Romanian Student Searches for Truth in Journalism

Mariangela Jordan 12C keeps the focus on accuracy, balance, fairness, and human rights

By Michelle Valigursky

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Mariangela Jordan

As a poet and human rights activist, Romanian-born Mariangela Jordan 12C observes nuances of humanity and conveys the intricacies of existence through words that evoke both joy and pain. Yet as a visual anthropologist, Jordan is committed to telling true stories with cultural sensitivity and honesty.

She says “accuracy, balance, fairness, clarity, and objectivity are the core standards” of her creative work with Purple Mind Productions, a Romanian-based independent television production company she runs with CEO and founder Liliana Ciobanu. “Liliana is passionate about quality journalism, and I am passionate about human rights and ethics. Together we make a deadly combination,” says Jordan, the firm’s creative and business affairs director.

Jordan has personal reasons for choosing this work. “Living under communism in a family which defied the regime was a rather traumatic experience,” she recalls. “However, under my father’s guidance, I quickly learned to escape the bleakness of our immediate existence by employing my imagination. Creativity was indeed the only aspect of our existence that the regime could not control. For my family, poetry was a cathartic form of political resistance and freedom.”

Jordan says that fair and balanced reporting is difficult in impoverished countries such as Romania, where corruption influences the media. When reporting on such issues as gay rights or AIDS, journalists in Eastern Bloc countries, she says, typically “take the government’s side. Instead of mediating between popular notions and giving a voice to people in the minority, the journalists instead propagate public opinion.”

Working in partnership with the Center for International Media Ethics (CIME), Purple Mind Productions’ focus is on Romanian journalism. “We’ve established a network of ethical journalists in fourteen countries and produce television news packages and documentaries in thirteen languages,” Jordan says.

Launched in October 2011, Purple Mind Productions delivers news, current affairs, features, and documentaries to the international media. CNN was one of the company's recent clients, as Ciobanu has been covering the anti-government protests in Romania for the American channel.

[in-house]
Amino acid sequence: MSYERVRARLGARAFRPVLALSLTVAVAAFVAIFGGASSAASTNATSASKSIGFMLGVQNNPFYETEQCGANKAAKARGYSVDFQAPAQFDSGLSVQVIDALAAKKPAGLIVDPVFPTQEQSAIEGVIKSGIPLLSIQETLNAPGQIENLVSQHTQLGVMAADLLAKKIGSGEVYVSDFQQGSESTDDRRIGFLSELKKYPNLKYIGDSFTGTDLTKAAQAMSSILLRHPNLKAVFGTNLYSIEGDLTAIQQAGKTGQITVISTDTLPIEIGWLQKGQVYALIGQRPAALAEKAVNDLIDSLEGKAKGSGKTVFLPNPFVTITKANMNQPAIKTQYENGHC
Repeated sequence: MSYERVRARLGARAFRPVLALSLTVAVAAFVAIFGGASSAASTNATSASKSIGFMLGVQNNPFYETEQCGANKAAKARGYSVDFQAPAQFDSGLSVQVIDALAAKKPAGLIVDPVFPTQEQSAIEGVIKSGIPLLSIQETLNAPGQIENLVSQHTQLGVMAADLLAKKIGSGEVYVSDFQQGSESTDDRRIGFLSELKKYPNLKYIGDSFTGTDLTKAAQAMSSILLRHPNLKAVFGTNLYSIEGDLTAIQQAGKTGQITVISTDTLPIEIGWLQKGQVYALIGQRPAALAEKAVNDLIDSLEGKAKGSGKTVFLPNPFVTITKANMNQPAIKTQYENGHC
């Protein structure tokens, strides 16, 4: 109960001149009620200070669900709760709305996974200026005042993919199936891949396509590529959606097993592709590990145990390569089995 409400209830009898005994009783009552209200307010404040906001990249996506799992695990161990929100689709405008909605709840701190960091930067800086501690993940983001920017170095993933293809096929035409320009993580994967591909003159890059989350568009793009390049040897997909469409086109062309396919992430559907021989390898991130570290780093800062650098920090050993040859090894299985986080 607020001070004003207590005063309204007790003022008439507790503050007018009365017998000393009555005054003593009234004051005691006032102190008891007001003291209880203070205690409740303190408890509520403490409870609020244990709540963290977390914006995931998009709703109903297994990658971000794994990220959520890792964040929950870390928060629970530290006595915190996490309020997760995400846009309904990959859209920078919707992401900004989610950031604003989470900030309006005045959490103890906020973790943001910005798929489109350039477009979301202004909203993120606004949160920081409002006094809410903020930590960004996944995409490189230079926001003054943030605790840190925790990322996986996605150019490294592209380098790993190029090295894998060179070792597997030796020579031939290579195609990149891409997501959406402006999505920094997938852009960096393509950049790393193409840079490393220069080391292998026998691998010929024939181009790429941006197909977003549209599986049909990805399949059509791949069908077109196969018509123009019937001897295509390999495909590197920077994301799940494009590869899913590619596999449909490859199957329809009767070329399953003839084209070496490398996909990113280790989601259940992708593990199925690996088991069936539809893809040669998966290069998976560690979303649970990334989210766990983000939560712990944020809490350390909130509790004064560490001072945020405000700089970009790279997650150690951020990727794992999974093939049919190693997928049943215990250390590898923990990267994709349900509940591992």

Jordan and her coworkers feel empowered by the idea that their work could create social change in Romanian society, but there are realities to contend with, including needed financial support. “Although we’re very young and passionate, we’re still Eastern Europeans. We’re poor, and that stands in the way of some things we want to do as a company right now,” she says.

The Emory honor student, who paid for her education and supported her family by working as a big rig truck driver across America, also is enjoying her new status as an American citizen, having taken her oath in September 2011. She is the most recent recipient of the Emory Alumni Board Undergraduate Leadership Scholarship. With support from the Center for Ethics, Jordan is president of the Ethics and Arts Society on campus, a student arts organization whose mission is to explore the intersection between creativity and ethics. Through the Center for Ethics, she landed an internship position at the International Rescue Committee (IRC), helping Burmese refugees settle in Atlanta.

As Emory’s Director for the D. Abbott Turner Program in Ethics and Servant Leadership, Edward Queen says of Jordan, “Her commitment to serving the immigrants who are the IRC’s clients has been so great that every organizational weakness, every bit of human folly causes her tremendous pain and personal anguish. Never, in over a quarter of a century as a professor, lawyer, and administrator, both in the United States and internationally, have I met a student with Ms. Jordan’s sense of responsibility and commitment.”

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